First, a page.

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Hadi Matar, a 24-year-old New Jersey native, has been confirmed as Salman Rushdie's assailant. According to a statement from the New York Police, charges against the attacker have not yet been filed since Rushdie's condition will determine if they are. The alleged assailant has been arrested. Hadi Matar attacked Salman Rushdie shortly after he took the podium to give his address, striking him at least twice—once in the neck and once in the belly, according to the police. What is known about Hadi Matar, 24, and the assault on Salman Rushdie is listed below.

The Attack

Hadi Matar was able to enter the lecture with a pass. Just across the Hudson River from Manhattan, in Fairview, was his last known place of residence. According to police, Matar's attack's motivation is still unknown. He is also thought to have operated alone. 

Also Read: The Satanic Verses’ writer may lose an eye

The FBI is assisting with the investigation, which is still in its very early stages, according to the New York State Police. At the location, police discovered a backpack and some electronic equipment. The event's moderator, Henry Reese, was also attacked and had a minor head injury. Reese and Rushdie were scheduled to talk about the US as a haven for exiled artists.

What People Saw

An eyewitness confirmed to NBC News that Hadi Matar was wearing a black mask and all-black clothing. Eyewitnesses claimed that at first, because Salman Rushdie is a controversial character, they believed the attacker's climb onto the platform to be a ruse. However, after a few seconds, it became obvious.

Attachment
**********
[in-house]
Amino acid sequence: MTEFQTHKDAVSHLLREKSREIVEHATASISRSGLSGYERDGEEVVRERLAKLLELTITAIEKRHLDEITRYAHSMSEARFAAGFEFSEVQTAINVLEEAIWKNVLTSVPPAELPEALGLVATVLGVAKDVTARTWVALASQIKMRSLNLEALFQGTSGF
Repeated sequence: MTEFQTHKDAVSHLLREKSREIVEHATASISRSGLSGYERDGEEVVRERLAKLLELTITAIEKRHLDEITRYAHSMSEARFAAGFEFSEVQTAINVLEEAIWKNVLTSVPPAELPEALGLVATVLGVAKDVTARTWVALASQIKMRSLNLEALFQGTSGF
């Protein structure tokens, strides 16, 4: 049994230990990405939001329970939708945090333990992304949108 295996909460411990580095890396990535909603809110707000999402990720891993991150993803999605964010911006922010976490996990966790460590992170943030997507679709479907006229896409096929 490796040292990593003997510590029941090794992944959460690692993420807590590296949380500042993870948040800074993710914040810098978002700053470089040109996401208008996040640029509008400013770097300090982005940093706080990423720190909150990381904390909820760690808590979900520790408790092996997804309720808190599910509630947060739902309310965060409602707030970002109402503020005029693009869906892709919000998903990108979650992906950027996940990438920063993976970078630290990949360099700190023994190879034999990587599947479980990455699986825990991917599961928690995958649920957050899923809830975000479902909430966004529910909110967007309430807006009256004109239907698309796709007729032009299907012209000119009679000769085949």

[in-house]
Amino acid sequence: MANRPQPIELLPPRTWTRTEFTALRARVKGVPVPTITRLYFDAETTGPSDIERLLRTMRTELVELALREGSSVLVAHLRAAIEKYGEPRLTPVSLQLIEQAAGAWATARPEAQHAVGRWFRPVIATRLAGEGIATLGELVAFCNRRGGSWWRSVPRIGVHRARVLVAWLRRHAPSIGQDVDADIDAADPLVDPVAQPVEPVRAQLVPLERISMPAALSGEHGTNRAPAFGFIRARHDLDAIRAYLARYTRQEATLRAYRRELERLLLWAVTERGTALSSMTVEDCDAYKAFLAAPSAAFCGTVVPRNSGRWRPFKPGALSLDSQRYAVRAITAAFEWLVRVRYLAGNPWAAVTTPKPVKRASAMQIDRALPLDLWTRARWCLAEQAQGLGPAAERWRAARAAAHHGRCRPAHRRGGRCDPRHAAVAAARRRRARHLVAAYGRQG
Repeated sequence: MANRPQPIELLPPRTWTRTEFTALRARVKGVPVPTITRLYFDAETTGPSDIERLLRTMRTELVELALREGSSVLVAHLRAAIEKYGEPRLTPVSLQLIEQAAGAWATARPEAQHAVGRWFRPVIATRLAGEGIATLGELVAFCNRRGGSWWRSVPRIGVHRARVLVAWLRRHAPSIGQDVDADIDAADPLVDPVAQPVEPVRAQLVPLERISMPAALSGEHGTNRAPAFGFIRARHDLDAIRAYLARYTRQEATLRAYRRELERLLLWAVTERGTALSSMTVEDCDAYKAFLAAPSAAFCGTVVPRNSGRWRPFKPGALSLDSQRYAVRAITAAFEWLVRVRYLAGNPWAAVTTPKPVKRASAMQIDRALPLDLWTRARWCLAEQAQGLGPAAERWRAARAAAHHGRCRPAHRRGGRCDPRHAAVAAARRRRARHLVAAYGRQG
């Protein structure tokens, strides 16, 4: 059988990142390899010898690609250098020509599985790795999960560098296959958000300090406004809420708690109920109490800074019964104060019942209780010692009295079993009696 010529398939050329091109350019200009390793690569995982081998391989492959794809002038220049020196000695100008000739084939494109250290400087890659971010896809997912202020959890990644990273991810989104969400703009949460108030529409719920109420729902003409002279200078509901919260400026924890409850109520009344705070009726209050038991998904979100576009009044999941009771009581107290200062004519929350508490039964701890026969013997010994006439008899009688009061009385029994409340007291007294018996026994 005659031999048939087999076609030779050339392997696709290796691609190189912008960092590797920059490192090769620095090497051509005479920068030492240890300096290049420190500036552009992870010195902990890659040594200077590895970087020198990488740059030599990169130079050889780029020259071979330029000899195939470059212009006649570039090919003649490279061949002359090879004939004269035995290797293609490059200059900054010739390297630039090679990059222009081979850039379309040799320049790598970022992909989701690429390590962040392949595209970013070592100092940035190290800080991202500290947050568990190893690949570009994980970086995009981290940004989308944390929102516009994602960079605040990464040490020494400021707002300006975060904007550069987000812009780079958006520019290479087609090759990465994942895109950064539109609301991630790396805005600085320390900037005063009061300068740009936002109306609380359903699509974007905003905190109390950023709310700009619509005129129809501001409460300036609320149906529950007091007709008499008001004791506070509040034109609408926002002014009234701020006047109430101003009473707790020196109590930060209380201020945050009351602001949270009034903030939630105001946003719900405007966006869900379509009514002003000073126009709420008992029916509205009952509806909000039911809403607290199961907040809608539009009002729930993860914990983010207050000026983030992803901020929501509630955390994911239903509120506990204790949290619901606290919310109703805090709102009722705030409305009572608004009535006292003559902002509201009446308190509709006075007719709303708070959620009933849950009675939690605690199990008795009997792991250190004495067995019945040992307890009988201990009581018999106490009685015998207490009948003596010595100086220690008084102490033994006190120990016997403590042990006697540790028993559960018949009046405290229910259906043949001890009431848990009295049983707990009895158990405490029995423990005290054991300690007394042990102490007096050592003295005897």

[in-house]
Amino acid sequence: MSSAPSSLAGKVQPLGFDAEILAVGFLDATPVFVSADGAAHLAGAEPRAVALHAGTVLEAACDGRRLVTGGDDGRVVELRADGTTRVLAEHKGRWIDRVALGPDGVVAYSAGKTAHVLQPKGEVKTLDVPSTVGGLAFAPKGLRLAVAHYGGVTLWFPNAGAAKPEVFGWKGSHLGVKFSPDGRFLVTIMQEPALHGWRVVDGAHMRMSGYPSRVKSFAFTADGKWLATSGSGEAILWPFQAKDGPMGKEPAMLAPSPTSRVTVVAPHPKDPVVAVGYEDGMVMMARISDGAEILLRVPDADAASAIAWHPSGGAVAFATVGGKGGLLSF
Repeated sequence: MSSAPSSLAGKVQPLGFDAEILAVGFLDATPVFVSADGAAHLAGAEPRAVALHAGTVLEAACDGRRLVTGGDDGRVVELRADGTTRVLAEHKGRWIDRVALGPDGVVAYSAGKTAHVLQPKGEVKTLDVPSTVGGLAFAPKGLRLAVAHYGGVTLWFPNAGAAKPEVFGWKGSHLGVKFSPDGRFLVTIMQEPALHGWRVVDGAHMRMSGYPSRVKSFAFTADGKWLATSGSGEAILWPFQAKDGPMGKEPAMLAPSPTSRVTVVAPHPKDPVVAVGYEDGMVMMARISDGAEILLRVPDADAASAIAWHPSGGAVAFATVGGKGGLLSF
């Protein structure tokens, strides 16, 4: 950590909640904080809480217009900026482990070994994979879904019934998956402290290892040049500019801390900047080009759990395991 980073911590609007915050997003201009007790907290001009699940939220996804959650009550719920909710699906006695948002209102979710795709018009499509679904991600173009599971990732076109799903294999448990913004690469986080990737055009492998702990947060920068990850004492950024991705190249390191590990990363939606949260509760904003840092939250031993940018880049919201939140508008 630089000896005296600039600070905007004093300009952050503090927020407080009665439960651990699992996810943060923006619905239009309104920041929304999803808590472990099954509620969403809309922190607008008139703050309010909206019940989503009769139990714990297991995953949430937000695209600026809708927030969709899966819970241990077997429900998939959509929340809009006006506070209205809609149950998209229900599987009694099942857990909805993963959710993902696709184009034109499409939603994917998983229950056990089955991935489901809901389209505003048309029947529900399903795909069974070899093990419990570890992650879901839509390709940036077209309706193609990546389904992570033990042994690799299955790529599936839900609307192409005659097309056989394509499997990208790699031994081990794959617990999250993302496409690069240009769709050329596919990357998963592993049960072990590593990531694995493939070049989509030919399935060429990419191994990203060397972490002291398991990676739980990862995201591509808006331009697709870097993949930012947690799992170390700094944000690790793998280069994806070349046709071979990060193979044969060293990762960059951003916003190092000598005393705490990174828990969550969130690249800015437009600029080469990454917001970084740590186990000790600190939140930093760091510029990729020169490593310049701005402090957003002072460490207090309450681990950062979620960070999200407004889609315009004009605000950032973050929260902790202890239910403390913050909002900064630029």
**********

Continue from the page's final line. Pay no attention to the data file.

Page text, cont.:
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About 20 seconds passed before the attack ended. Salman Rushdie was reportedly struck or stabbed 10 to 15 times on stage, according to an AP reporter who attended the event.

The Iran Connection

According to some stories, Hadi Matar supported the Iranian government, which had demanded Rushdie's execution. He reportedly posted a picture of Ayatollah Khomeini and Ayatollah Khamenei on his Facebook page. Khomeini was the Iranian president who, in 1989, after the publication of The Satanic Verses, issued a fatwa against Salman Rushdie.

Also Read: 'I don't want to hide', says Salman Rushdie, 30 years after fatwa

The Extremism Connection

According to an analysis of Matar's social media, he supports Shia extremism and the goals of Iran's Islamic Revolutionary Guard (IRGC). Despite the fact that Matar and the IRGC have no direct connections, investigators apparently discovered pictures of the murdered 2020 Iranian commander Qassem Solemani in Matar's cell phone messaging app.

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